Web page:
A new model of water management in El Salvador
“In the past, everyone would queue up and fill up their pitcher from a thin trickle of water,” recalls Hernán del Cid Argueta, who lives in Joateca, in the north-east of El Salvador. There was enough water to drink, but not enough left over for household tasks and personal hygiene, or for his livestock and vegetable patch, which provided Hernán with his daily income.
- More than 2,000 people benefited from awareness campaigns and participation in the management of water resources.
- Tanks, filters, and pipes were installed to bring water to 800 families in Torola River Basin.
- In its pilot phase, the project covered six municipalities with infrastructure and 18 municipalities in capacity building.
- The model aims for water systems to be managed under a system of governance and coordination, ensuring the sustainability and integrity in resource management.
This was a common situation for many families, like Hernán’s, who live in the Torolo River Basin. To improve access to quality water for the 800 families living there, a UNDP- project, funded by the Basque Water Agency (URA) and the Stockholm International Water Institute (SIWI), seeks to improve local water management to guarantee access to high quality water and safeguard water resources through local capacity building.
6 municipalities were selected for a pilot phase: tanks, filters, and pipes were installed and water sources were protected, indirectly benefitting more than 2,000 individuals. This first phase constitutes a model of governance fostering coordination between various areas such as water management, civic participation, collective decision-making, and awareness-raising campaigns.
The pilot was also instrumental in bolstering the capacities of local government and town councils that administer water resources, as well as end-users and national organizations that participate in the management of these resources, such as the Ministry of Water Supply and Sewerage.
Beginning in 2012, a capacity building plan resulted in workshops and exchange of experience outside of the Torola River basin, focusing on the preservation and the rational use of water, transparency in management, adapting to climate change, and food security. Now, more than 300 individuals have been trained in workshops that range from technical issues to corporate responsibility, and audit committees.
At the same time, “The Basin Committee” was set up, including governments and local communities, the private sector, and water committees. This committee has been given official recognition by the Ministry of the Environment and Natural Resources (MARN) as part of water reform.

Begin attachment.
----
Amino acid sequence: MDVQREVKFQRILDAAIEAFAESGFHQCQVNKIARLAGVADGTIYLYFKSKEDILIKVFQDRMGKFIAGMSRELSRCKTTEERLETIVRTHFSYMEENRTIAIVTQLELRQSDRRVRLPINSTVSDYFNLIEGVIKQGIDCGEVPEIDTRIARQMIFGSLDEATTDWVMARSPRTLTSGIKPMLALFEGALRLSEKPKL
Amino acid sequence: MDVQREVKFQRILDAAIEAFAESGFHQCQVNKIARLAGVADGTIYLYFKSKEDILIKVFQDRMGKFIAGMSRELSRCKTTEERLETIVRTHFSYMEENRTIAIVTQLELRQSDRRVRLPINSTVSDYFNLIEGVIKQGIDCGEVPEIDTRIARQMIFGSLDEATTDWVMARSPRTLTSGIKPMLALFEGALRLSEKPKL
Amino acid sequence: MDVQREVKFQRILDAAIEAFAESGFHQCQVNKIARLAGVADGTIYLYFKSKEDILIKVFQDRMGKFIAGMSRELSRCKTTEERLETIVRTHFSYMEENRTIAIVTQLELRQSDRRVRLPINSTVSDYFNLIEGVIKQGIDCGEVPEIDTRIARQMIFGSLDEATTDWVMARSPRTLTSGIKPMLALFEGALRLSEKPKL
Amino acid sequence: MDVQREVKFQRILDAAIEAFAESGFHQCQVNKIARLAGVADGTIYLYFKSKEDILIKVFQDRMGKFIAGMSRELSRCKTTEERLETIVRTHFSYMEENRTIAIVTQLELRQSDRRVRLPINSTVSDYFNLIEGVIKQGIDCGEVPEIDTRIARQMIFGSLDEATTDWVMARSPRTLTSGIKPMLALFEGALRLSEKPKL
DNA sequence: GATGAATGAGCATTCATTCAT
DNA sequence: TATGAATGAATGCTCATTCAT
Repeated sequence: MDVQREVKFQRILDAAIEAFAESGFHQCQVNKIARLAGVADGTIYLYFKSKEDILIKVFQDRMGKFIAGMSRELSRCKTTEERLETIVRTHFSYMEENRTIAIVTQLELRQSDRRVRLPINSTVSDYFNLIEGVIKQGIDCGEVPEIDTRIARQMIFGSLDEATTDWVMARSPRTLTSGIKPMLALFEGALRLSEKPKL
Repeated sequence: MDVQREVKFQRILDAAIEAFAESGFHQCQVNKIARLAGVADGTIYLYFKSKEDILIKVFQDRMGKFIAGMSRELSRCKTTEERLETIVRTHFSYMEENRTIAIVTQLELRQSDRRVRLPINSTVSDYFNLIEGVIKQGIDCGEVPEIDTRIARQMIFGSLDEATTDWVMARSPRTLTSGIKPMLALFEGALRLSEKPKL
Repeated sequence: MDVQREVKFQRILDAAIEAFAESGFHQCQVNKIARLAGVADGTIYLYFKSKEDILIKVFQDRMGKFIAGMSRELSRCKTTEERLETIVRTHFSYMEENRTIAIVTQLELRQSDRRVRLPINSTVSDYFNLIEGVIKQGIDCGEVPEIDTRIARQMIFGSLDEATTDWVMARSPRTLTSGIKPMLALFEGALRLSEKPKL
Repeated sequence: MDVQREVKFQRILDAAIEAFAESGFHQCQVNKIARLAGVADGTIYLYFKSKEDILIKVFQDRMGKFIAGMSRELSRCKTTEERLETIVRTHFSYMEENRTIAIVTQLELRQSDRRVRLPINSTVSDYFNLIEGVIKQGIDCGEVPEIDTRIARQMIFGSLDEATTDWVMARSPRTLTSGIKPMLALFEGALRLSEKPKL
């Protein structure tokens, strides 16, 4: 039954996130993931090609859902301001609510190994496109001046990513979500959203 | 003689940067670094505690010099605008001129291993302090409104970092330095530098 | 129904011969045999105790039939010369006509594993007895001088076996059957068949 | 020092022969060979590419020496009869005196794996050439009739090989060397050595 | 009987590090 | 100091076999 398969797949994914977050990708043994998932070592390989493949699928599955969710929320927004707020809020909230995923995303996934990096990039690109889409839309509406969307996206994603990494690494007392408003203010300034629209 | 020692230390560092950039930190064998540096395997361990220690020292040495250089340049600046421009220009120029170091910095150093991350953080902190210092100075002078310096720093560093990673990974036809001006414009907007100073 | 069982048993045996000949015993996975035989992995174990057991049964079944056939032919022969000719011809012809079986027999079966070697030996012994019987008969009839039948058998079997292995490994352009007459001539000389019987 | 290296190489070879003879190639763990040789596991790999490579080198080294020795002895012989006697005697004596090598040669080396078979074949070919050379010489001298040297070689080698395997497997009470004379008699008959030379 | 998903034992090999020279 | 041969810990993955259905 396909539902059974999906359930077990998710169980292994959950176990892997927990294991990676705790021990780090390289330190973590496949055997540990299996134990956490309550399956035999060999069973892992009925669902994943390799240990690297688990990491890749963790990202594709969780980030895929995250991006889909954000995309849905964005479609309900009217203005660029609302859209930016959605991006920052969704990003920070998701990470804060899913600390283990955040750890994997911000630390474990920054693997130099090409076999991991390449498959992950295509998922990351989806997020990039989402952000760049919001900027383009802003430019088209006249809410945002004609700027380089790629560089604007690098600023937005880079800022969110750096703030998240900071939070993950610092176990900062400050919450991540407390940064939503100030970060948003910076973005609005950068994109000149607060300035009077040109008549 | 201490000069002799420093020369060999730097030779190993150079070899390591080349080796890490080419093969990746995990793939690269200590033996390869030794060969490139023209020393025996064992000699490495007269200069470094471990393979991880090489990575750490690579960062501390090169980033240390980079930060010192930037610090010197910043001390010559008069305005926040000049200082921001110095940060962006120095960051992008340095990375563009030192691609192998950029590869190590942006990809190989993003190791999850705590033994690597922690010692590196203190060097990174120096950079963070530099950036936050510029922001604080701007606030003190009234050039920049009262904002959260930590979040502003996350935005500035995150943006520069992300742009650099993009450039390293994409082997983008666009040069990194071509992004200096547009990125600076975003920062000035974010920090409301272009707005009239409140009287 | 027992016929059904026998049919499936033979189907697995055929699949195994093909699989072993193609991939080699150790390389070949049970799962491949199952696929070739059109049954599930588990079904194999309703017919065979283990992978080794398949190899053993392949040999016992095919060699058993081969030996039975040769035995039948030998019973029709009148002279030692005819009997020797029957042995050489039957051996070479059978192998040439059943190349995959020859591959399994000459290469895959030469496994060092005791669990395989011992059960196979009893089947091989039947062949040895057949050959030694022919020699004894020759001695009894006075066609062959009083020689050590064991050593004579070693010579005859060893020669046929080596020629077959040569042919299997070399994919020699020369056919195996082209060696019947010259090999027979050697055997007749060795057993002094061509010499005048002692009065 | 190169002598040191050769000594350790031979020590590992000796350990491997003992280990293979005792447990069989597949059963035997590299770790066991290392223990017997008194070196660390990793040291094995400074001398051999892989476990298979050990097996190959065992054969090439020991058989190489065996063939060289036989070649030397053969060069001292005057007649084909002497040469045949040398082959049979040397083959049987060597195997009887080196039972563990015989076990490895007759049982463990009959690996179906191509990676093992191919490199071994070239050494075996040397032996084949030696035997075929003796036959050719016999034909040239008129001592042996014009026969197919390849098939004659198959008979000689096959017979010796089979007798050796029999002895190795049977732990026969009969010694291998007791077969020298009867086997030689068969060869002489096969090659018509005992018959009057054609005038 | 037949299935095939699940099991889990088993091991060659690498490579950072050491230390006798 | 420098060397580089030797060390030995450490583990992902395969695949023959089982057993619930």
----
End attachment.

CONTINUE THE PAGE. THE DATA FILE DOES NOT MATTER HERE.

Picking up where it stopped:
The governance of water resources is facilitated through a system of stakeholders that brings together municipalities, civil society, private enterprise, and government.
Better coordination between institutions and local organizations led to the pilot project being recognized by the government as a national model to improve water management. The initiative will soon be replicated in other water basins in El Salvador.
“For UNDP, it is key that behind all the pipes and taps that are being installed in the country, we find a process of governance and coordination that guarantees sustainability, quality of service and the authentic development of the individual and the community,” says Stefano Pettinato, the UNDP’s Deputy Resident Representative for Belize and El Salvador.
The initiative has served as a platform for international cooperation. Organizations such as the OPEC Fund for International Development and SIWI, as well as global UNDP programmes, are financing new projects based on a model of governance, sustainability, and integrity in the management of water resources. The Global Water Solidarity platform and the French Cooperation Authorities are promoting the initiative as good practice in terms of managing water at a global level.
“Nowadays we enjoy a high level of quality in terms of water service and all of us know that we have to take care of it. We have educated ourselves, we have met with other associations, and we have exchanged experiences,” says Hernán del Cid, now part of his municipality’s monitoring committee.